Astronomers have warned that stars are disappearing from the night sky before our eyes.
The sky is getting up to 10 percent brighter each year, according to a major new study. This means that a large number of once visible stars are now hidden from astronomers and the public.
Scientists warn that a child born under 250 visible stars, for example, will only be able to see 100 of them by their 18th birthday.
The light pollution blocking these stars is growing much faster than we think, despite attempts to contain it. And it can have serious consequences not just for the visibility of the night sky, but for the environment, with effects on the biological systems of animals and humans and more.
These are the findings of a large new study that analyzed more than 50,000 observations of citizen scientists around the world between 2011 and 2022. sky caused by man-made pollution.
Until now, changes in the brightness of the sky have been poorly documented because there was no easy way to gather information from around the world. To address this, the scientists used information from an app that collects and aggregates scenery from places around the world.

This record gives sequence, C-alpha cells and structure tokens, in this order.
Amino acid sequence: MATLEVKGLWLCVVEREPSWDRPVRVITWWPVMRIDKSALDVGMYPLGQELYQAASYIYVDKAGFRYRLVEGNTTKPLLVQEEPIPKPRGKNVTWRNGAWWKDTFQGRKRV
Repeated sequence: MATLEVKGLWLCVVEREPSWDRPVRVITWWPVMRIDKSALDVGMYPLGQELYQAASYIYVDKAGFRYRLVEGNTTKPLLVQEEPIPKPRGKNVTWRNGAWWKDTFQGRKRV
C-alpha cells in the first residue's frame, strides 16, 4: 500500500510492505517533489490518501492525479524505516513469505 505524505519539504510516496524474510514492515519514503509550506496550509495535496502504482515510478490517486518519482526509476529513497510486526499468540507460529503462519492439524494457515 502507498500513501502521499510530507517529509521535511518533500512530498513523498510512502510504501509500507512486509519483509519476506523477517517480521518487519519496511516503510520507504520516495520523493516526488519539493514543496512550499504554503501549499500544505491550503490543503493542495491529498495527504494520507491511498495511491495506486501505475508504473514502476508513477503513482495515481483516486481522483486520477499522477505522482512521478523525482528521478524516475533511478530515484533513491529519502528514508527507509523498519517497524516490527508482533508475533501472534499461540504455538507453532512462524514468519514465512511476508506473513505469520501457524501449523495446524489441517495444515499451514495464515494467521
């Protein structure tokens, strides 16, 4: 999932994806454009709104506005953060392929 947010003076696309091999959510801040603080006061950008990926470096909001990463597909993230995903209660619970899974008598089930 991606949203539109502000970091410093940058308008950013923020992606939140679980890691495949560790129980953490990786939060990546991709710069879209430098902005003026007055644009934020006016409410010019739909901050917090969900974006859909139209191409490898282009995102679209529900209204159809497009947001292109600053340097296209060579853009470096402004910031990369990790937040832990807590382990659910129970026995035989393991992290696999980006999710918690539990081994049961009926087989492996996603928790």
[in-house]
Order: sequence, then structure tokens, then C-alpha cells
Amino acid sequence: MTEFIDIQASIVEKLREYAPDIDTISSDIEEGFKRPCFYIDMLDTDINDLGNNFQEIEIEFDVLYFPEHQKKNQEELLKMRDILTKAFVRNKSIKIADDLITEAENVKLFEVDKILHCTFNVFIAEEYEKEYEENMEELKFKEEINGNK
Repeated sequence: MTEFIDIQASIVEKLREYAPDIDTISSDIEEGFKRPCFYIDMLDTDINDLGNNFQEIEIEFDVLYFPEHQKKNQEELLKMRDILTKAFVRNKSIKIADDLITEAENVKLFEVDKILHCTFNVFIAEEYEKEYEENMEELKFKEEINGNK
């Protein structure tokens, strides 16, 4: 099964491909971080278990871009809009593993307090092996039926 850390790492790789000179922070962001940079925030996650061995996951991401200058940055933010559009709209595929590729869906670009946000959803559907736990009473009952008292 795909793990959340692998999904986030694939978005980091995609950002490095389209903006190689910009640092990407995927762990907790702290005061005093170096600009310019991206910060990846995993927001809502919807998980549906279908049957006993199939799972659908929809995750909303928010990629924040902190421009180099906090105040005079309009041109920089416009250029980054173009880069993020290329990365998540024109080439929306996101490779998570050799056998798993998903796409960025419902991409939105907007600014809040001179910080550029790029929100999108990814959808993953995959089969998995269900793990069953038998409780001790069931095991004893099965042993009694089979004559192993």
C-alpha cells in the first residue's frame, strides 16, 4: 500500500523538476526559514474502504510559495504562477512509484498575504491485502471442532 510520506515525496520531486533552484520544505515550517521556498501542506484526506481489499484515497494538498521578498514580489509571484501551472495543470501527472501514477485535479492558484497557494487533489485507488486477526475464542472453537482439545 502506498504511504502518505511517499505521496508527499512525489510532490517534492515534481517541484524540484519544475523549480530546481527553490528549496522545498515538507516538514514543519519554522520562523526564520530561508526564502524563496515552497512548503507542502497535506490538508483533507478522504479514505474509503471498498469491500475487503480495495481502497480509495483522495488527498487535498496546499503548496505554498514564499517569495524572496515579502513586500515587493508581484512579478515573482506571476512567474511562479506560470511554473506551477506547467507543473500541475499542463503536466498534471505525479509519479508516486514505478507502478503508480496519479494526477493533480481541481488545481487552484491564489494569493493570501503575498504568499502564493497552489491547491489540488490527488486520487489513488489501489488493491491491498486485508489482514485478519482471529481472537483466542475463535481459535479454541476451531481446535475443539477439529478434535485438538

These data can be used to collect data on the “bare-eye limiting magnitude”, which measures the minimum luminosity an object in the sky should have if it is visible. As the night sky is lit up with pollution, these objects need to be brighter than usual to be seen – otherwise they will disappear from the sky.
These measurements show that the brightness of the sky is increasing by 9.6 percent each year. Previous estimates from satellites had shown that the brightness increased by only 2 percent.
Satellites have been used to estimate the scale of the problem, but they’re in trouble because there’s none to account for the way humans view the sky, watching the entire Earth. They are also less likely to see light coming out horizontally, such as light from windows, but these sources contribute significantly to light pollution as seen by people on the ground.
An article titled ‘Citizen scientists report rapid global declines in the visibility of stars from 2011 to 2022’ was published about the findings in the journal. Science.
In conclusion, the researchers note the importance of citizen scientists in providing such data. However, they also demand that the data be used by policymakers, noting that current attempts to limit the problem of light pollution do not prevent the problem from getting worse.